April 10, 1865: Grant and Lee Meet Again

In past years I have offered posts on this blog about the April 10 meeting between Grant and Lee near what is now called Surrender Triangle. One post covered images of the encounter; I have already discussed what happened (and didn’t happen) at the meeting.

It was not the only time Grant met Confederates that day, as this Dale Gallon image reminds us:

I prefer that to this recent rendering of Lee’s departure from the McLean house.

I doubt that Grant came all the way down to apologize to Lee for making the Confederate surrender. Maybe James Thurber inspired this image. But it’s not the first time someone’s suggested that Grant made such an effort to say goodbye.

Somehow I doubt it. Maybe Grant wanted to talk more about Mexico, and Lee just wanted to get out of there. They would not have been Facebook friends.

It must have been strange for the officers and men that day to wake up without worrying about being killed or getting ready to march somewhere. That must have been the real stillness at Appomattox.

6 thoughts on “April 10, 1865: Grant and Lee Meet Again

  1. Andy Hall April 10, 2015 / 12:04 pm

    There’s always been something about Kunstler’s use of colors that always seemed a bit “off” for me. What’s up with the taupe McLean House?

    • SF Walker April 10, 2015 / 2:57 pm

      I’ve always preferred Don Troiani’s works when it comes to contemporary Civil War art. He takes fidelity to the genuine article seriously, whether it’s the look of a particular building or a colorful homespun coverlet carried as a blanket by a random Confederate private. Ever notice how Kunstler’s Buford and Chamberlain look remarkably like the actors who portrayed them in “Gettysburg?”

  2. John Foskett April 10, 2015 / 12:32 pm

    For me, it’s always interesting to discard the standard assumptions about how two people brought together in a great historical event related to each other. Instead, I try to look at where each came from and how they might have realistically seen each other. In Mexico Lee was a “heavy”, holding an important staff position under Scott. Grant was a young subaltern performing largely quartermaster duties. Their post-Mexico careers were completely different in trajectory and conclusion. I have always imagined that it must have been virtually impossible for Lee to view Grant as anything like an equal, and i’ve always thought that played some part in his facially absurd.post-war assessment of McClellan as his most formidable opponent. McClellan, to be sure, was of a different, younger generation than was Lee but he had something of a “patrician” upbringing, he served on the Delafield Commission, and he had a successful business career in railroading before 1861. All of this is, of course, unvarnished speculation.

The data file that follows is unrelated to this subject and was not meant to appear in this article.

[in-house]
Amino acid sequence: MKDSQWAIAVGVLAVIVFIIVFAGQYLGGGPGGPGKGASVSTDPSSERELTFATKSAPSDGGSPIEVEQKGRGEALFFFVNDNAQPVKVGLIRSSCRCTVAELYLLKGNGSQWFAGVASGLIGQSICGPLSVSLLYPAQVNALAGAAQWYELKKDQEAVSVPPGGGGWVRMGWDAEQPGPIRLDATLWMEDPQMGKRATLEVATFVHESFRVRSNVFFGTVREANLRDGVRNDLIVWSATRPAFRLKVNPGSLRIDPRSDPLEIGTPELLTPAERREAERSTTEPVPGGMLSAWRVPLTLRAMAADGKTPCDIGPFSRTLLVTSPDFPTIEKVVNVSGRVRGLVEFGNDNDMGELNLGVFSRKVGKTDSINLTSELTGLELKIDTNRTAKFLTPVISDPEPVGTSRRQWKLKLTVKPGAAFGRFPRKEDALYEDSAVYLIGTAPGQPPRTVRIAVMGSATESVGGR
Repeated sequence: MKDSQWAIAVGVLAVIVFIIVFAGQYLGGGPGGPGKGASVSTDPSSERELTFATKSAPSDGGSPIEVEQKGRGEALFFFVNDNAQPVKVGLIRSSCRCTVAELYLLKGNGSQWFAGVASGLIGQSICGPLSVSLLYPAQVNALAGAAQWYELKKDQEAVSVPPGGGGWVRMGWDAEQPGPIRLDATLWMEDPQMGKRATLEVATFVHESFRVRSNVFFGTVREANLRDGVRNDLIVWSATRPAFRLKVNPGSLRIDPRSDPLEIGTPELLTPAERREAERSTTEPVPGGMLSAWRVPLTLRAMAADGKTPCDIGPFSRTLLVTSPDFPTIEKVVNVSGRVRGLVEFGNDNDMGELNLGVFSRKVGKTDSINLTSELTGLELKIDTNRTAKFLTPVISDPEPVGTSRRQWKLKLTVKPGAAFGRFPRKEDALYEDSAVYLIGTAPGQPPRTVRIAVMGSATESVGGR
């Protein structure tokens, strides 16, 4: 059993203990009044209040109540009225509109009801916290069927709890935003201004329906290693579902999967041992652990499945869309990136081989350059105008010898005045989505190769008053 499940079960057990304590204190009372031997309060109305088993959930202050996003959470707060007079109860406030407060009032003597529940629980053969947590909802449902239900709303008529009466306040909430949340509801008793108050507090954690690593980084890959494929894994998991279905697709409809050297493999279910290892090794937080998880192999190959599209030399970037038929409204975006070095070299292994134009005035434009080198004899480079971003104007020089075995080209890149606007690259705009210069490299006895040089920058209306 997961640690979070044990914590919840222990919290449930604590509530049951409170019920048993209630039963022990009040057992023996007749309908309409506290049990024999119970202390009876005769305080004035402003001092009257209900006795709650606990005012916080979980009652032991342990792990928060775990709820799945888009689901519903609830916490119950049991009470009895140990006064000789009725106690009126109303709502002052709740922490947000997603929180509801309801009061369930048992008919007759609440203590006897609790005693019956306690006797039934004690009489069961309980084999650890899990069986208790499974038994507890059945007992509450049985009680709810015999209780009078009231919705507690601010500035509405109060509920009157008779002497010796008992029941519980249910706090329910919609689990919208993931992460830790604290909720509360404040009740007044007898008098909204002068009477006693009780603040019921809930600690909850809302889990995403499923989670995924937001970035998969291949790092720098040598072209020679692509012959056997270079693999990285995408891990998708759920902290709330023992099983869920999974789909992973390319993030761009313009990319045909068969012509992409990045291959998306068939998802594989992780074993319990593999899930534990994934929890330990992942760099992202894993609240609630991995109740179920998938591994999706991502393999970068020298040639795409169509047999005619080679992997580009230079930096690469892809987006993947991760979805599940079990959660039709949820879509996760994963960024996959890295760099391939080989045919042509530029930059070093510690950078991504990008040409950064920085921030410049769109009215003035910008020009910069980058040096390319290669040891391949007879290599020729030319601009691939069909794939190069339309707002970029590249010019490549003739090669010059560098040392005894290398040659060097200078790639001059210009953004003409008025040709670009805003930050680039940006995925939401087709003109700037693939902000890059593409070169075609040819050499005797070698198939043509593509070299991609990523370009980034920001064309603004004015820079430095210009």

• Will Hickox April 10, 2015 / 2:31 pm

      You make good points. I’ve long suspected McClellan’s frequent rudeness–sometimes verging on insubordination–toward his own commander-in-chief was partly due to the disparity in their social backgrounds.

    • SF Walker April 10, 2015 / 3:04 pm

      I think you may be onto something there. I’ve always been a bit puzzled by Lee’s high opinion of McClellan as an opponent. I’ve wondered if the fact that his and Mac’s forces were closer to parity in strength in 1862 may have influenced his assessment.

  3. Mark April 11, 2015 / 9:20 am

    Lee’s response isn’t necessarily puzzling. Let’s apply Occam’s razor here. Folks seem to struggle to reconcile a supposedly magnanimous man blinded to who Grant really was and did. I seriously doubt he didn’t think a quartermaster could be a good general, and Grant was a highly decorated veteran of the Mexican War, was he not? I’m not sure if Lee’s claim to have remembered Grant was true or just social courtesy, but I supposed he might actually have but I could be wrong.

    All the bleating by the usual suspects over his high valuation of duty and honor has obscured the fact that his concept of such things was highly personalized and warped. It seems so me that if we look at Lee’s life and actions, public and private (including reading his private letters), the comprehensive picture is of a man that was a self-absorbed, petty, and vindictive sore loser. Why would such a man admit to the greatness and/or skill of the one who outgeneraled him in the thing he cared about the most? That it pained him to speak–or even think of–the fact? Is it really more complicated than that?

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